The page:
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We introduce a transformation system for concurrent constraint programming (CCP). We define suitable applicability conditions for the transformations which guarantee that the input/output CCP semantics is preserved also when distinguishing deadlocked computations from successful ones and when considering intermediate results of (possibly) nonterminating computations. The system allows us to optimize CCP programs while preserving their intended meaning: In addition to the usual benefits that one has for sequential declarative languages, the transformation of concurrent programs can also lead to the elimination of communication channels and of synchronization points, to the transformation of nondeterministic computations into deterministic ones, and to the crucial saving of computational space. Furthermore, since the transformation system preserves the deadlock behavior of programs, it can be used for proving deadlock freeness of a given program with respect to a class of queries. To this aim it is sometimes sufficient to apply our transformations and to specialize the resulting program with respect to the given queries in such a way that the obtained program is trivially deadlock free.
Transformation of Left Terminating Programs: The Reordering Problem
 PROCEEDINGS LOPSTR'95, VOLUME 1048 OF LECTURE NOTES IN COMPUTER SCIENCE
, 1995
"... An Unfold/Fold transformation system is a sourcetosource rewriting methodology devised to improve the efficiency of a program. Any such transformation should preserve the main properties of the initial program: among them, termination. When dealing with logic programs such as PROLOG programs, on ..."
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Cited by 15 (3 self)
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An Unfold/Fold transformation system is a sourcetosource rewriting methodology devised to improve the efficiency of a program. Any such transformation should preserve the main properties of the initial program: among them, termination. When dealing with logic programs such as PROLOG programs, one is particularly interested in preserving left termination i.e. termination wrt the leftmost selection rule, which is by far the most widely employed of the search rules. Unfortunately, the most popular Unfold/Fold transformation systems ([TS84, Sek91]) do not preserve the above termination property. In this paper we study the reasons why left termination may be spoiled by the application of a transformation operation and we present a transformation system based on the operations of Unfold, Fold and Switch which if applied to a left terminating programs yields a program which is left terminating as well.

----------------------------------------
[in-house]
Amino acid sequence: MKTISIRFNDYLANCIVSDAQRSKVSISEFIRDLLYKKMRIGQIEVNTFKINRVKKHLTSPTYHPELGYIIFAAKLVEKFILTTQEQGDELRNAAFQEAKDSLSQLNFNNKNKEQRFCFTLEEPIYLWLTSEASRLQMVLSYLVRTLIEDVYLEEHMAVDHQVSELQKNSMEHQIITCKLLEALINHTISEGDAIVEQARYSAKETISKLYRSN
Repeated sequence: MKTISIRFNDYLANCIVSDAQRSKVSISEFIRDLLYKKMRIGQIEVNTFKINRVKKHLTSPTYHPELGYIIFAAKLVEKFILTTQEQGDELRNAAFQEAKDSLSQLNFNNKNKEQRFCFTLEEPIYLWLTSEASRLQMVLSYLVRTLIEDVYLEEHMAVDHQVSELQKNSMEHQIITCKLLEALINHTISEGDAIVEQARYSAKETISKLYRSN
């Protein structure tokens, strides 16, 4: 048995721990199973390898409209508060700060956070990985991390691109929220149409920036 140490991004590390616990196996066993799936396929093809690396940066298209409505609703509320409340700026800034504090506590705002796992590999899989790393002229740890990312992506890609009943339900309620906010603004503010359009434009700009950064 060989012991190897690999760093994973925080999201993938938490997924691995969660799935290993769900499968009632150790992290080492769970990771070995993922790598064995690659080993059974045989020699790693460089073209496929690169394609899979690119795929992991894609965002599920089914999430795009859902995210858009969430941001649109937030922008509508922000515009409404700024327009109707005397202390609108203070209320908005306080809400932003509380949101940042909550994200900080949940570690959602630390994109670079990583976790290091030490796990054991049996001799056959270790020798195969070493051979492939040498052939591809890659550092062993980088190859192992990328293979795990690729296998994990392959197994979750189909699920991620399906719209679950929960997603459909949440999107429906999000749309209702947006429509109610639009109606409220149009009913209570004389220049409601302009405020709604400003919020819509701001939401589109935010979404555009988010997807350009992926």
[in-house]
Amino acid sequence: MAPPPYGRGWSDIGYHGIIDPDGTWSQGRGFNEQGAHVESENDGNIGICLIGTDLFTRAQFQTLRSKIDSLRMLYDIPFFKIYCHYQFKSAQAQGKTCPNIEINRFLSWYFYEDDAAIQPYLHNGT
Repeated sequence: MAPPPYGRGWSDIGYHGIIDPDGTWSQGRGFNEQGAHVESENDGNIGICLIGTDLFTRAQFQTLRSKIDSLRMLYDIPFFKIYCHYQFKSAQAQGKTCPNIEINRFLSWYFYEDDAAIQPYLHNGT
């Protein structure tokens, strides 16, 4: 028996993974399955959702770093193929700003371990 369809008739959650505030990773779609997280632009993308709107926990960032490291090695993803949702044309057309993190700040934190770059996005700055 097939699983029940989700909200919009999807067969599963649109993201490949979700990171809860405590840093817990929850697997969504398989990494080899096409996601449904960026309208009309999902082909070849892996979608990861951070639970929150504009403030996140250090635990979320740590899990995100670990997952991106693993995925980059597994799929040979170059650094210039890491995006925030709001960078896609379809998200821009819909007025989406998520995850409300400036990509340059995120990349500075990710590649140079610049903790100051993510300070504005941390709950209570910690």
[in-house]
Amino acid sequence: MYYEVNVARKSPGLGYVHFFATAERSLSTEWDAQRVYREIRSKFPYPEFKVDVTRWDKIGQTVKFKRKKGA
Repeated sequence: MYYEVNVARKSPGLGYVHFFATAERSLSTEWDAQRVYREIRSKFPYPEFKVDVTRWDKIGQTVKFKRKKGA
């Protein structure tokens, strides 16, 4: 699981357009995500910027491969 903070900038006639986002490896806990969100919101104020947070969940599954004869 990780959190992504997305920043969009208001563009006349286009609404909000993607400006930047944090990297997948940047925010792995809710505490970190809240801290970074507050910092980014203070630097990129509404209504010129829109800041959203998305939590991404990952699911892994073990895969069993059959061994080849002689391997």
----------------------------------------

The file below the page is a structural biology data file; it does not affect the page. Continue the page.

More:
Logic Frameworks for Logic Programs
, 1994
"... . We show how logical frameworks can provide a basis for logic program synthesis. With them, we may use firstorder logic as a foundation to formalize and derive rules that constitute program development calculi. Derived rules may be in turn applied to synthesize logic programs using higherorder re ..."
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Cited by 12 (7 self)
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. We show how logical frameworks can provide a basis for logic program synthesis. With them, we may use firstorder logic as a foundation to formalize and derive rules that constitute program development calculi. Derived rules may be in turn applied to synthesize logic programs using higherorder resolution during proof that programs meet their specifications. We illustrate this using Paulson's Isabelle system to derive and use a simple synthesis calculus based on equivalence preserving transformations. 1 Introduction Background In 1969 Dana Scott developed his Logic for Computable Functions and with it a model of functional program computation. Motivated by this model, Robin Milner developed the theorem prover LCF whose logic PP used Scott's theory to reason about program correctness. The LCF project [13] established a paradigm of formalizing a programming logic on a machine and using it to formalize different theories of functional programs (e.g., strict and lazy evaluation) and the...